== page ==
In terms of ports, you’re looking at four HDMI 2.0b ports, which support 4K at 60fps or 1080p at 120fps. This is the TV’s biggest drawback and is the main reason why it doesn’t support variable refresh rate. This makes it worse for gaming versus either the CX or BX. The TV can only hit 120fps when it’s running at 1080p. What this means for PS5 or Xbox Series X gamers is that you’ll have to choose higher resolution or better frame rates.
And just like the BX, the A8H only comes in two screen sizes: 55-inch and 65-inch.
Best for Movies & TV
Best Value: 2020 Vizio OLED
If your budget is tight, Vizio’s 2020 OLED TV may be right for you. As with all the other TVs on this list, it supports the latest HDR and Dolby Vision standards at 4K resolution and 120 frames per second. The panel is also capable of variable refresh rate, making it a great option for gamers.
In terms of ports, the Vizio has three HDMI ports. Although all three ports are 4K, Dolby Vision, and HDR-capable, only two of them will support 4K at 120fps and variable refresh rate. Not the end of the world, as most gamers won’t have more than two consoles hooked up to one TV.
And if you’re in the market for a soundbar, this TV might be your best bet especially if you’re looking at Vizio’s Elevate soundbar. The TV’s stand is designed to house the soundbar perfectly, making for a super clean and minimalist setup.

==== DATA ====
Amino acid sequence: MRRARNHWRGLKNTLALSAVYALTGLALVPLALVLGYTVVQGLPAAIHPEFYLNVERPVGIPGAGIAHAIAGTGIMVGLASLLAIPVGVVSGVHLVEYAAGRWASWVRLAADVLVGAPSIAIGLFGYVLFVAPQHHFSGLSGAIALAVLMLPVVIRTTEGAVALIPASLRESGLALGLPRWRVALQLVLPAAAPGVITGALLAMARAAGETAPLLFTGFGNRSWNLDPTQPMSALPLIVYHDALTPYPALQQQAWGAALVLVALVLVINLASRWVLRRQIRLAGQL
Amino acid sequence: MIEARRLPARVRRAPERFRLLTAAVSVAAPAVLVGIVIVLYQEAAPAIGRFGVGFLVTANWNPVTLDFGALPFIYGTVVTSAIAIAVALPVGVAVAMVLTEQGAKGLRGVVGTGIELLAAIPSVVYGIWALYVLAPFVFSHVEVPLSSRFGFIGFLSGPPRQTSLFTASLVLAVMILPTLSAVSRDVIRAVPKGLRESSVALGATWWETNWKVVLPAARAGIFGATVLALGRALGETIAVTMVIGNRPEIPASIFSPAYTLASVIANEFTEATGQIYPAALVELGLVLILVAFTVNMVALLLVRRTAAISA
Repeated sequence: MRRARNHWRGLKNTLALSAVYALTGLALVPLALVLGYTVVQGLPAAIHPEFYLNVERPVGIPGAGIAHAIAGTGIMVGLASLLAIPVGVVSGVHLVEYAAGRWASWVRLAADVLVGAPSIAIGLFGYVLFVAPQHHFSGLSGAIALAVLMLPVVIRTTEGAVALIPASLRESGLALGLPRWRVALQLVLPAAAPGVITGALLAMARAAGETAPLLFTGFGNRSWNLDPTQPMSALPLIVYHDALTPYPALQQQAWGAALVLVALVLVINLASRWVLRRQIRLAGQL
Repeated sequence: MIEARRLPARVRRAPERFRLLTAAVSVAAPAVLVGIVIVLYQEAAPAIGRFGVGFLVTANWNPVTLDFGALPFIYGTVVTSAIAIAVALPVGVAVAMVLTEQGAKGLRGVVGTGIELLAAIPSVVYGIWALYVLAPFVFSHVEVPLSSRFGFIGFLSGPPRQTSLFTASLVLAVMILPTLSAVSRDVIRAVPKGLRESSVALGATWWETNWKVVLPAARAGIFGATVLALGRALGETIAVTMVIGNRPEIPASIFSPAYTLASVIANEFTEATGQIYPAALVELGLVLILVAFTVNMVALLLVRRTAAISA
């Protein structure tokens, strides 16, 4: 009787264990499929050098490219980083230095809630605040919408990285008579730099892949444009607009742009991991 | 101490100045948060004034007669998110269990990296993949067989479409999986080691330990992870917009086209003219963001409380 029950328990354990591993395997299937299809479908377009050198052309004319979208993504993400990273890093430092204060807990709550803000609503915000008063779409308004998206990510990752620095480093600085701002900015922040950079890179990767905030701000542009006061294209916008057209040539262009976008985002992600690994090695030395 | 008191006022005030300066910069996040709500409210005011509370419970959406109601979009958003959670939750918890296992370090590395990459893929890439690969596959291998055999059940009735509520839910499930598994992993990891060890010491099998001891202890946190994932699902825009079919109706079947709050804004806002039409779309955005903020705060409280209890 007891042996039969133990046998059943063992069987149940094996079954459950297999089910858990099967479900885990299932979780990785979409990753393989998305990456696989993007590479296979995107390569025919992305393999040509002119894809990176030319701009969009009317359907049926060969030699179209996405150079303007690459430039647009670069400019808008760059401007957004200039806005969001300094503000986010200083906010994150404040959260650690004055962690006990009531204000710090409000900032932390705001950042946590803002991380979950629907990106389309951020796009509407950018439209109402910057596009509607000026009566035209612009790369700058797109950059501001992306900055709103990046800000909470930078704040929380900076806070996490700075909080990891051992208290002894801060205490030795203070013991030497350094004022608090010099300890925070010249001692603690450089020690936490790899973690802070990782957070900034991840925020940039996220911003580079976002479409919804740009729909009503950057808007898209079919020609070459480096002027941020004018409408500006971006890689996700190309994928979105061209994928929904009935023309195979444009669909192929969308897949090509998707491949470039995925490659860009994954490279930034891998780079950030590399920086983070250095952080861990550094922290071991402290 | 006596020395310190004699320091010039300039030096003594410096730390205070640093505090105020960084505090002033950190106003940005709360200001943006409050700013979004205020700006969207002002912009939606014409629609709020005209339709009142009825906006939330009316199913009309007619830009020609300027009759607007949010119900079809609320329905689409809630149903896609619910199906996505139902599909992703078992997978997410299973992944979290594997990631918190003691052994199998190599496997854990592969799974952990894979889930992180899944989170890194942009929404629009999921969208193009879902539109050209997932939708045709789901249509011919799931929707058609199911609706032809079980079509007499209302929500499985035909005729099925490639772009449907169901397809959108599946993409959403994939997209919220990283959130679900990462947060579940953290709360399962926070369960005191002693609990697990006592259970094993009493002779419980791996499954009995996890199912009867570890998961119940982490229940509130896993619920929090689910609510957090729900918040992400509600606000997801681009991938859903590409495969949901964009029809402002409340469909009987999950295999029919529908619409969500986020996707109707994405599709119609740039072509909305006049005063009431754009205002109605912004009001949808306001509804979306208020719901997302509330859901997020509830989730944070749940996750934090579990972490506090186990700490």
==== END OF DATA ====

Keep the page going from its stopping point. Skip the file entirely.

In terms of OS, you’re looking at Vizio’s SmartCast system. In my personal opinion, it’s one of the least intuitive options out there with a clunky UI and sluggish navigation. The OS is filled with ads with no way to opt-out, making using it that much more annoying. Despite this, it’s not all too bad as it has support for most of the major apps like YouTube, Disney+, Hulu, Netflix, and Apple TV+. Plus, you can always bypass it entirely with a Chromecast or Fire Stick.
Best Large TV: LG CX (77-inch)
Our pick for the best large TV is the same as our best overall pick but … larger. It’s the same 4K panel with four HDMI 2.1 ports that support Dolby Vision, HDR, and 120Hz with VRR. The same webOS operating system with the ability to beam content from your phone via Apple AirPlay or Chromecast, and the same apps you can download.
If you’re looking for a large OLED TV (or a small one), LG is your only option for now. All other brands are limited to 55- or 65-inch screens. Hopefully, more manufacturers come on board and offer more selections when it comes to large OLED TVs.
Best Large TV
This post was written by Peter Cao and was first posted to www.reviewgeek.com